Today we’re free-form writing!
We’re sharing our experiences, thoughts, and uncensored opinions during lockdown, quarantine, and self-isolation. For some of us, it’s DAY 57.
RJD, #Beirut, #Lebanon
“Saving AUB must be our only priority. And save it we will.” – Fadlo Khuri
I was heartbroken this week reading President Khuri’s email to The American University of Beirut’s (AUB) staff and faculty about the fragility of AUB during the #COVID-19 pandemic. This comes after many small businesses, including mine, closed recently. This also comes as the Beirut Marathon declared yesterday that it has halted operations.
Lebanon’s devastating Greek/Venezuela-like economic crisis has made this great institution raise its white flag after 6 months of turbulence from the October 17 Revolution to the collapse of the government, the instability of the greenback to #COVID-19.
AUB has been an integral part of my life since childhood, and I am certain many others feel the same way.
Most of my family members had something to do with AUB at one point or another in the past 100 years: my grandfather used to take care of the cows at the AUB farm, my grandmother used to sew for the wives of the faculty and was rewarded with her first sewing machine, my dad graduated from AUB in the early 60s, my uncle too and was an engineer in the hospital where my aunt was a graduate nurse, my father-in-law was the President of the Alumni Association, and my husband teaches to this day.
Most of my childhood memories revolve around the campus, playing in the playgrounds, spending time running with my dad on the green field, folk festivals, concerts, kissing boyfriends under the trees when playing hooky from school, and most importantly, my dream to graduate from AUB when I grew up.
That dream was shattered with the advent of the civil war, when my family left Lebanon. Upon returning to Beirut, in the 90s, AUB remained on my daily radar. Still living close by, still running on the green field, and still dreaming of having a second degree from this landmark institution. I also got the opportunity to give a talk at the University for Seniors a few years ago!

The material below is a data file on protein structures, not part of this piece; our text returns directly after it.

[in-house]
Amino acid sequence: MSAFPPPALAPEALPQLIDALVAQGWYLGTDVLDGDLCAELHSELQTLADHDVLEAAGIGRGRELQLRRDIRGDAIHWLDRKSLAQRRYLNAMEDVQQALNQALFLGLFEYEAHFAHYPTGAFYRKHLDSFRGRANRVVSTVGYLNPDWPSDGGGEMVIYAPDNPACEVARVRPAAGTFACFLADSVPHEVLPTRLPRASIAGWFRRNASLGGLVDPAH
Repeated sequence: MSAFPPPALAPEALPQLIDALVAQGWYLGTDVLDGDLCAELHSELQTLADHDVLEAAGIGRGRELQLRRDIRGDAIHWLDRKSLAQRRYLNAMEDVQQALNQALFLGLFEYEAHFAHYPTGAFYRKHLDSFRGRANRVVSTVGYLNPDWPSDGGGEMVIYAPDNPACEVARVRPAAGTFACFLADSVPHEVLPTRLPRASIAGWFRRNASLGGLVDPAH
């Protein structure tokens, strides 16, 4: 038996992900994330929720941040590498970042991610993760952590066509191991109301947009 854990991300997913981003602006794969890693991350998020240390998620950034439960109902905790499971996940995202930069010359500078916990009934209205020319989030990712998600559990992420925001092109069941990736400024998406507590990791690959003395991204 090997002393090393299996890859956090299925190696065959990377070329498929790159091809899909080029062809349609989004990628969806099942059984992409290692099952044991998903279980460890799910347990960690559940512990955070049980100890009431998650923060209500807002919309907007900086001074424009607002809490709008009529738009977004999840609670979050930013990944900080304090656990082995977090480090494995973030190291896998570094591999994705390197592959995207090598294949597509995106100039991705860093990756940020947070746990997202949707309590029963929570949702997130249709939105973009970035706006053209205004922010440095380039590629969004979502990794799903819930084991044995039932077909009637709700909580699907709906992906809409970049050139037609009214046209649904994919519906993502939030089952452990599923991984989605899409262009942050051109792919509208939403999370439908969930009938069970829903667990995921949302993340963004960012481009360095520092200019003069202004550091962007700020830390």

I love the campus, I love the spirit, the old chapel (now the Assembly Hall), the museum, the guest lectures, the Oval, the cats, the lighting of the Banyan tree at Christmas, and the old Observatory. There is so much more hidden on campus if you look deeply. How many of you know the number of stairs from upper campus to the tennis courts? What are the names of the dorms? Which small pathway takes you from one staircase to another?
As AUB struggles with coping during these uncertain times, I am now more determined than ever to go back to school there and make that dream come true, and in my little way, help save AUB. As gloom and doom loom, I am now more determined than to promote the great achievements of this iconic institution, the alumni, the campus, and the faculty to heed to Dr. Khuri’s word, in my own little way.
Save it, we will.
Happy Mother’s Day
Norma B. Wallace, Bend, #Oregon
Mother’s Day is celebrated today in the US and in seven other countries. In Spain, it is the first Sunday in May. In the Middle East it is March 21; in the UK it is March 22 and is called Mothering Day.
Whatever the date, one day is set aside for honoring Mothers. It’s wonderful to honor them (Mothers) with flowers, and often, a Mother’s Day brunch or breakfast in bed. I got a very special box of chocolate-covered strawberries that are my favorite. They are the biggest strawberries I have every seen and so delicious. My special thanks for being remembered today, Rafif, Wayne, and boys.
This year, I think, more than any other year, Mothers are doing so much more. Being a Mother has always been a 24/7 job. But it is not always a 24/7 with the children all day. It is not usually adding the job of teacher and making 3 meals and 100 snacks a day, especially if the kids are younger.